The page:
2. D.Camargo, P.von Sternenfels, "Leonce and Lena" by C.Spuck, Stuttgart Ballet Also Büchner’s fear of persecution left its marks. Leonce flees like his author and is likewise sought by the police. Small traces in the comedy reveal a third autobiographical aspect: Büchner’s guilty conscience. He had been able to leave the country in time and from then on kept out of revolutionary affairs. One of the conspirators around “The Hessian Courier”, however, had been arrested and abused which weighed upon Büchner. By striving for a well-paying career and a bourgeois lifestyle he in fact betrayed his bohemian ambitions expressed in his literary propaganda. “Leonce and Lena” helped him bear his grand delusion. Joking released his inner tensions and finally established Büchner’s genius posthumously.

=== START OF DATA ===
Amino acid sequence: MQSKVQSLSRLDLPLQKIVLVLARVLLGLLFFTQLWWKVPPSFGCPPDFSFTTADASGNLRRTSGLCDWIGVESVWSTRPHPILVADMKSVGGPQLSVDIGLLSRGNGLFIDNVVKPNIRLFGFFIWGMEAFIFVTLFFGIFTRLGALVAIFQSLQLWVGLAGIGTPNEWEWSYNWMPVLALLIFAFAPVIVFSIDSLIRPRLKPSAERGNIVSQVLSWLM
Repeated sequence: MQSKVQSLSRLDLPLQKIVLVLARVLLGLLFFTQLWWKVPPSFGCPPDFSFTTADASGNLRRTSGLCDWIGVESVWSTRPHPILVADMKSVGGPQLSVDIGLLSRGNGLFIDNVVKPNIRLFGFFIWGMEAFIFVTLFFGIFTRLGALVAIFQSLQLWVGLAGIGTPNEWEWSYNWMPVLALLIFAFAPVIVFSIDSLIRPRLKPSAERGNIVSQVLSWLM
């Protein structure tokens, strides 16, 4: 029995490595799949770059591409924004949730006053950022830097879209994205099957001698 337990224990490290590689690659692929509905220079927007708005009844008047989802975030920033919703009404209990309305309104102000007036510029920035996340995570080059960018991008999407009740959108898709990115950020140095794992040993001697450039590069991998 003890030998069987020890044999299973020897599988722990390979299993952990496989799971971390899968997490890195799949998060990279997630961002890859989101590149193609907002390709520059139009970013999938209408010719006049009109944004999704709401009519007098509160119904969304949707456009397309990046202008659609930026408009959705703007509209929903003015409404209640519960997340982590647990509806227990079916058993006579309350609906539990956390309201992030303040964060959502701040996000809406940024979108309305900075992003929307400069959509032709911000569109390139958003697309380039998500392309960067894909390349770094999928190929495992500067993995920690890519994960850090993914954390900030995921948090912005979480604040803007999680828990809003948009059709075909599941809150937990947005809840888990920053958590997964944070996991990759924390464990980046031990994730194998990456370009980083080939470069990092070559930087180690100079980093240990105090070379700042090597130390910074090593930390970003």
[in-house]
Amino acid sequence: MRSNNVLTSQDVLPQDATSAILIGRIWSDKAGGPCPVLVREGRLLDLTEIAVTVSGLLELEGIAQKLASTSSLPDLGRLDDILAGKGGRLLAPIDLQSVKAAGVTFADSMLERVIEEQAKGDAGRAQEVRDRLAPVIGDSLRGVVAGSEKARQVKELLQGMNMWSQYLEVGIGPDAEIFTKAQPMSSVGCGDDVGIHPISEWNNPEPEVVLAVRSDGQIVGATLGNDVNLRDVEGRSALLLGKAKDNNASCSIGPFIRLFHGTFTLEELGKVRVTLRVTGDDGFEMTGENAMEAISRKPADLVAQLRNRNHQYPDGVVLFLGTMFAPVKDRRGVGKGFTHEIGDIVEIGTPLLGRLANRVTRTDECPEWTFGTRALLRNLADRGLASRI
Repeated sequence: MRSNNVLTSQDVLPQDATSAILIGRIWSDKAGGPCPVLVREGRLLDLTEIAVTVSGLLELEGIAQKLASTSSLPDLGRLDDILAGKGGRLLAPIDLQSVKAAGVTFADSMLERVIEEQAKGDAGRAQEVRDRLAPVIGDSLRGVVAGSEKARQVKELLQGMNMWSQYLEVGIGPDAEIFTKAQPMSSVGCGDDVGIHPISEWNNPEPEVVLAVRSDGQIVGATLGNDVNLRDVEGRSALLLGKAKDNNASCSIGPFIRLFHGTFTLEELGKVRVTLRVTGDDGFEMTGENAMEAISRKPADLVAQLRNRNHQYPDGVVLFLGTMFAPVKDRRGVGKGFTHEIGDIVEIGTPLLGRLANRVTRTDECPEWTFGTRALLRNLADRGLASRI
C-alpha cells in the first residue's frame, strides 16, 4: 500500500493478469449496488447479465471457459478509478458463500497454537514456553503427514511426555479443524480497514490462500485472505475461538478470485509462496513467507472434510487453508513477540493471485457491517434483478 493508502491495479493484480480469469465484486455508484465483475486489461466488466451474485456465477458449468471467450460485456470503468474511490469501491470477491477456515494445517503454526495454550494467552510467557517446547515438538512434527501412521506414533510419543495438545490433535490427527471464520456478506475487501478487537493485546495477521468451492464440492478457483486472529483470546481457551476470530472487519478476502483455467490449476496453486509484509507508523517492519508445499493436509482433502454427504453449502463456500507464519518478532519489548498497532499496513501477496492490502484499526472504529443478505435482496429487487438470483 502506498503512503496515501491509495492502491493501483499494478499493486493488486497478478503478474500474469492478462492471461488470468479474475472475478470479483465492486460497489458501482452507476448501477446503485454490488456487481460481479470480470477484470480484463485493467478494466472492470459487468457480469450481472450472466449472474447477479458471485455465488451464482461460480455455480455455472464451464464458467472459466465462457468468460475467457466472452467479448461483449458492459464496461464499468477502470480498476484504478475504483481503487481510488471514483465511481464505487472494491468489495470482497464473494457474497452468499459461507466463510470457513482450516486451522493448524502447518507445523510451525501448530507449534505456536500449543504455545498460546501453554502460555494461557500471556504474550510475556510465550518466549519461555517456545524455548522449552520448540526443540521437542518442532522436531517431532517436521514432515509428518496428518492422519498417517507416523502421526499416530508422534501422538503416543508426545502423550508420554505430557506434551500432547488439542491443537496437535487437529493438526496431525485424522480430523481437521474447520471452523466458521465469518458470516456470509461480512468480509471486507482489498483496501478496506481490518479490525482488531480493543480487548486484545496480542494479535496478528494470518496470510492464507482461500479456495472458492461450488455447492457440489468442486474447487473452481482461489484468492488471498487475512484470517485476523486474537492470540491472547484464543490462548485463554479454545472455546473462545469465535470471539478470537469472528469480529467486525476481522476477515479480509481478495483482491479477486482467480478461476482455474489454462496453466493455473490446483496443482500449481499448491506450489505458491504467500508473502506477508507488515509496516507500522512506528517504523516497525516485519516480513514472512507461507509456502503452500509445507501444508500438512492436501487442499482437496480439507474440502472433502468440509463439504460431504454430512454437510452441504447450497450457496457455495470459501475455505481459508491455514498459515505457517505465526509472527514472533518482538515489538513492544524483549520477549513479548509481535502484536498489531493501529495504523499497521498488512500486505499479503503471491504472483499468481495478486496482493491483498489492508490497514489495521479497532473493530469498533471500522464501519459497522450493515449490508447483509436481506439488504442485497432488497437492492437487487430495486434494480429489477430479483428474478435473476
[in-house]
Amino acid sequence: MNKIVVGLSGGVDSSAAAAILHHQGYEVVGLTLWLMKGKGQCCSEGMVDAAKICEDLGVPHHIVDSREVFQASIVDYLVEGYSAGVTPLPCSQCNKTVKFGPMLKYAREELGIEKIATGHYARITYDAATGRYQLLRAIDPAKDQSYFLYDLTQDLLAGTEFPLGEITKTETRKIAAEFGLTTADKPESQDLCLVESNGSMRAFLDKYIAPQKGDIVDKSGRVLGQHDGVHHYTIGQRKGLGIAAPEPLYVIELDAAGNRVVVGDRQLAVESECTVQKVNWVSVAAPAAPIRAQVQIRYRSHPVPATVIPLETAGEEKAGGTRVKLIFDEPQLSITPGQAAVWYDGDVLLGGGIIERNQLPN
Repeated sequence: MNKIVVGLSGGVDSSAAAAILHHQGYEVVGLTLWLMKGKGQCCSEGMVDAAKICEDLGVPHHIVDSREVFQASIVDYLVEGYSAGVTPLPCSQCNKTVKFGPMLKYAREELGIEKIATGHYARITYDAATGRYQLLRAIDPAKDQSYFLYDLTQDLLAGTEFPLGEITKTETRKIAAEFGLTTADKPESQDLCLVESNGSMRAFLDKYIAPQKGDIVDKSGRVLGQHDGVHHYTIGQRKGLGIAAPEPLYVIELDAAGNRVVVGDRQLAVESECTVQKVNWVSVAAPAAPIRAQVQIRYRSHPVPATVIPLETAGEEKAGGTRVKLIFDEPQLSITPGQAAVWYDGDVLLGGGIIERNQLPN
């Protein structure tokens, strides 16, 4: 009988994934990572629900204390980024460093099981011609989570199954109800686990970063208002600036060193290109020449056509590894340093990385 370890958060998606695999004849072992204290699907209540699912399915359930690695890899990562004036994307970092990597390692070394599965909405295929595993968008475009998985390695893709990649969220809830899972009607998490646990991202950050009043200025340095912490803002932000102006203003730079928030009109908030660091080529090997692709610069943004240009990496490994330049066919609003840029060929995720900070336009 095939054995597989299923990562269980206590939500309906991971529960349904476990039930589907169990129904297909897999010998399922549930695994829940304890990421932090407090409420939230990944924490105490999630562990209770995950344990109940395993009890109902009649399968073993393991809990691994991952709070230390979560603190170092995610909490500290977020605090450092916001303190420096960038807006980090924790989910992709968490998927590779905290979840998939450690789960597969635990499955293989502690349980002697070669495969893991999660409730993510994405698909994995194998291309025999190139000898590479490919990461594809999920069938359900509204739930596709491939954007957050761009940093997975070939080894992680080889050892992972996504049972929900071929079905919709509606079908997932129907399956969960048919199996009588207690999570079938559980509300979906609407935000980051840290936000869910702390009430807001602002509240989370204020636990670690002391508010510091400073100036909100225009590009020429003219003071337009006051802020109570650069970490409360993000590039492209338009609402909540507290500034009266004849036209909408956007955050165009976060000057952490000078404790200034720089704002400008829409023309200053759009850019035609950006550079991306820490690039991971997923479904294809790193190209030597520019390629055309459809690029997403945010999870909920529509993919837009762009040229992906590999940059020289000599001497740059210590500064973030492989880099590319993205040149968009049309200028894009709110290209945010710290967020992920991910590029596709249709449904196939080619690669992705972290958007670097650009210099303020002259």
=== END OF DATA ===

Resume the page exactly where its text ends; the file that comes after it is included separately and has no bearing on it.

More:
Spuck’s choreography takes no account of these autobiographical aspects. He confined himself to the written text. The characters’ depth isn’t plumbed but rather simplified and some figures are skewed as depicted. Rosetta, for example, danced by Rocio Aleman, is a silly chit of a girl, who, when hopping around in her red dress, pulls her shoulders almost up to her ears with every step. Sulking for some time after being jilted by Leonce, she soon sways her skirt again, engrossed in her narrow mindset. No sign of any religious weltschmerz. Valerio, though a bone-idle chap, has surprisingly much to dance in Spuck’s version. Maybe to indicate that Valerio is a real gasbag? Moreover, Spuck characterized his movement vocabulary by making him repeatedly walk backwards. Pablo von Sternenfels is a likeable guy in this role whom one doesn’t begrudge his flirtation with Princess Lena’s sweet and tidy governess (Rachele Buriassi) at the inn, a dalliance Spuck invented. Prince Leonce, danced by Daniel Camargo, is first and foremost bored and sits sullenly around. Excepting a pas de deux with Valerio, he strolls with nonchalant languor through the first act. When slowly getting romantically infatuated with Lena in the second act, he becomes more alert, but the lovers’ pas de deux isn’t very rousing either. Much too long they’re only lying on the floor or walking around. The Brazilian Camargo is a marvelous dancer; his technique and jumps are fascinating, his acting talent winning. What a waste of talent to make him dawdle around on stage!